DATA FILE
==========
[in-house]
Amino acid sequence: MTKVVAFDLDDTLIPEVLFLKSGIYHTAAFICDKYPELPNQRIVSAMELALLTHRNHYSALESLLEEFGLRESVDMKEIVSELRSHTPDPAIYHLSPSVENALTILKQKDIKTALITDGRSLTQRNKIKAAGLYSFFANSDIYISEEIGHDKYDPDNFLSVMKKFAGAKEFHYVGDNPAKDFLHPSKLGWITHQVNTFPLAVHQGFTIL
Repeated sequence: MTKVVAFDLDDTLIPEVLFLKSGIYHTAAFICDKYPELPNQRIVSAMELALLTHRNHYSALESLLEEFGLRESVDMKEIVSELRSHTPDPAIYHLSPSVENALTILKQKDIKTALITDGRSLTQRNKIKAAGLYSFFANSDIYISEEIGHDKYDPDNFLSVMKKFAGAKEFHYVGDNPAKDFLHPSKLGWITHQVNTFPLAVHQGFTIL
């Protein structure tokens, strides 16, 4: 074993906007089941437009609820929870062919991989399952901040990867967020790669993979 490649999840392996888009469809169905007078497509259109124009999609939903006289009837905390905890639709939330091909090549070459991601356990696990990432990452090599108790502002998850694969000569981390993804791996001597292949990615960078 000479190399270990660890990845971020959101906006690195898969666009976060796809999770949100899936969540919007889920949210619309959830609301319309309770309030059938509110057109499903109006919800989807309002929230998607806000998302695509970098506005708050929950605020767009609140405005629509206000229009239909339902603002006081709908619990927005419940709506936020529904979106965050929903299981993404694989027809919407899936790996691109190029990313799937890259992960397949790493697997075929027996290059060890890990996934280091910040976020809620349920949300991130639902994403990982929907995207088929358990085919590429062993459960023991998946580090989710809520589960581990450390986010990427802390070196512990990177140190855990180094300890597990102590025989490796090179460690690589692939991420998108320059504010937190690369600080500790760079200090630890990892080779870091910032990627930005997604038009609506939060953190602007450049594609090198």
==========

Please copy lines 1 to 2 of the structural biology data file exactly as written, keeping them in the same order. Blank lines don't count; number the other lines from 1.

[in-house]
Amino acid sequence: MTKVVAFDLDDTLIPEVLFLKSGIYHTAAFICDKYPELPNQRIVSAMELALLTHRNHYSALESLLEEFGLRESVDMKEIVSELRSHTPDPAIYHLSPSVENALTILKQKDIKTALITDGRSLTQRNKIKAAGLYSFFANSDIYISEEIGHDKYDPDNFLSVMKKFAGAKEFHYVGDNPAKDFLHPSKLGWITHQVNTFPLAVHQGFTIL